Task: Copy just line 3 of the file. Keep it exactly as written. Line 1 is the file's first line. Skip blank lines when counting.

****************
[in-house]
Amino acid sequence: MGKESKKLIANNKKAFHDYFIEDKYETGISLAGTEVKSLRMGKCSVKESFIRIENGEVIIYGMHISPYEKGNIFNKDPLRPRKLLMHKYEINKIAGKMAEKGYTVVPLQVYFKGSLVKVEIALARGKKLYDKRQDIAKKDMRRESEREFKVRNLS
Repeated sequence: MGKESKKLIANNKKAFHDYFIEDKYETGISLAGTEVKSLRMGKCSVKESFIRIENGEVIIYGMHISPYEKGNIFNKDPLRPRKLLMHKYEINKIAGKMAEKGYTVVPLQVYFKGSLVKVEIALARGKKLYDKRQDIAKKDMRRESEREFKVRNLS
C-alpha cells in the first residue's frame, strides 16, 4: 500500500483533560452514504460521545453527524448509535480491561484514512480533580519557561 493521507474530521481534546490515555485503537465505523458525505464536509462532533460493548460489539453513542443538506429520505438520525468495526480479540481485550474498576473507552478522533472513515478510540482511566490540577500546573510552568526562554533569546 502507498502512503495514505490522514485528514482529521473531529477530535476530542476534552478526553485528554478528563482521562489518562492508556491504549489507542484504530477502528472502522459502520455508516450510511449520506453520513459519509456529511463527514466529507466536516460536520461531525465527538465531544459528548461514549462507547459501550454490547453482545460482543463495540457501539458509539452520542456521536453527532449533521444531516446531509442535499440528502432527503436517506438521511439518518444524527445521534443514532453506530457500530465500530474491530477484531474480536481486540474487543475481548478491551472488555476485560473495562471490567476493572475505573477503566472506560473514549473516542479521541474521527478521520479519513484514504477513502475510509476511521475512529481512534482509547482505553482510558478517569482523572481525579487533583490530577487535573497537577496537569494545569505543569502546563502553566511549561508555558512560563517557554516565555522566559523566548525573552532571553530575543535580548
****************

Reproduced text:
Repeated sequence: MGKESKKLIANNKKAFHDYFIEDKYETGISLAGTEVKSLRMGKCSVKESFIRIENGEVIIYGMHISPYEKGNIFNKDPLRPRKLLMHKYEINKIAGKMAEKGYTVVPLQVYFKGSLVKVEIALARGKKLYDKRQDIAKKDMRRESEREFKVRNLS